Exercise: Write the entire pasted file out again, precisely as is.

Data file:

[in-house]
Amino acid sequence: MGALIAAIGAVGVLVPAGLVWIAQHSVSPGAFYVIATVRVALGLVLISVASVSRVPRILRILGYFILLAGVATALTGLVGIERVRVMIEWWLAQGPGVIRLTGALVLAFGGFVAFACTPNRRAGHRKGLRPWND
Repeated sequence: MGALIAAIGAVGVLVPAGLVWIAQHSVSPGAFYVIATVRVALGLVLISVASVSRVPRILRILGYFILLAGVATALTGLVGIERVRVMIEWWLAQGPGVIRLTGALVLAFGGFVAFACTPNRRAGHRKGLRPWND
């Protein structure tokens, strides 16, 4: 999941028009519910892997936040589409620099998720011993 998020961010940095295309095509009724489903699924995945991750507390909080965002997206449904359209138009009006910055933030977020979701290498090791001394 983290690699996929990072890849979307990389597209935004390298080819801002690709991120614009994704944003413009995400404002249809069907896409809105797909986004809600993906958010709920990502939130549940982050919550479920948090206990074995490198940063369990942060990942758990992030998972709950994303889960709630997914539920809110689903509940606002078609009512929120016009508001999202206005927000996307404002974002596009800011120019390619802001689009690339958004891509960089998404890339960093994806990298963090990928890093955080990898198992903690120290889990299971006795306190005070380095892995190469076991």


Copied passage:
[in-house]
Amino acid sequence: MGALIAAIGAVGVLVPAGLVWIAQHSVSPGAFYVIATVRVALGLVLISVASVSRVPRILRILGYFILLAGVATALTGLVGIERVRVMIEWWLAQGPGVIRLTGALVLAFGGFVAFACTPNRRAGHRKGLRPWND
Repeated sequence: MGALIAAIGAVGVLVPAGLVWIAQHSVSPGAFYVIATVRVALGLVLISVASVSRVPRILRILGYFILLAGVATALTGLVGIERVRVMIEWWLAQGPGVIRLTGALVLAFGGFVAFACTPNRRAGHRKGLRPWND
């Protein structure tokens, strides 16, 4: 999941028009519910892997936040589409620099998720011993 998020961010940095295309095509009724489903699924995945991750507390909080965002997206449904359209138009009006910055933030977020979701290498090791001394 983290690699996929990072890849979307990389597209935004390298080819801002690709991120614009994704944003413009995400404002249809069907896409809105797909986004809600993906958010709920990502939130549940982050919550479920948090206990074995490198940063369990942060990942758990992030998972709950994303889960709630997914539920809110689903509940606002078609009512929120016009508001999202206005927000996307404002974002596009800011120019390619802001689009690339958004891509960089998404890339960093994806990298963090990928890093955080990898198992903690120290889990299971006795306190005070380095892995190469076991």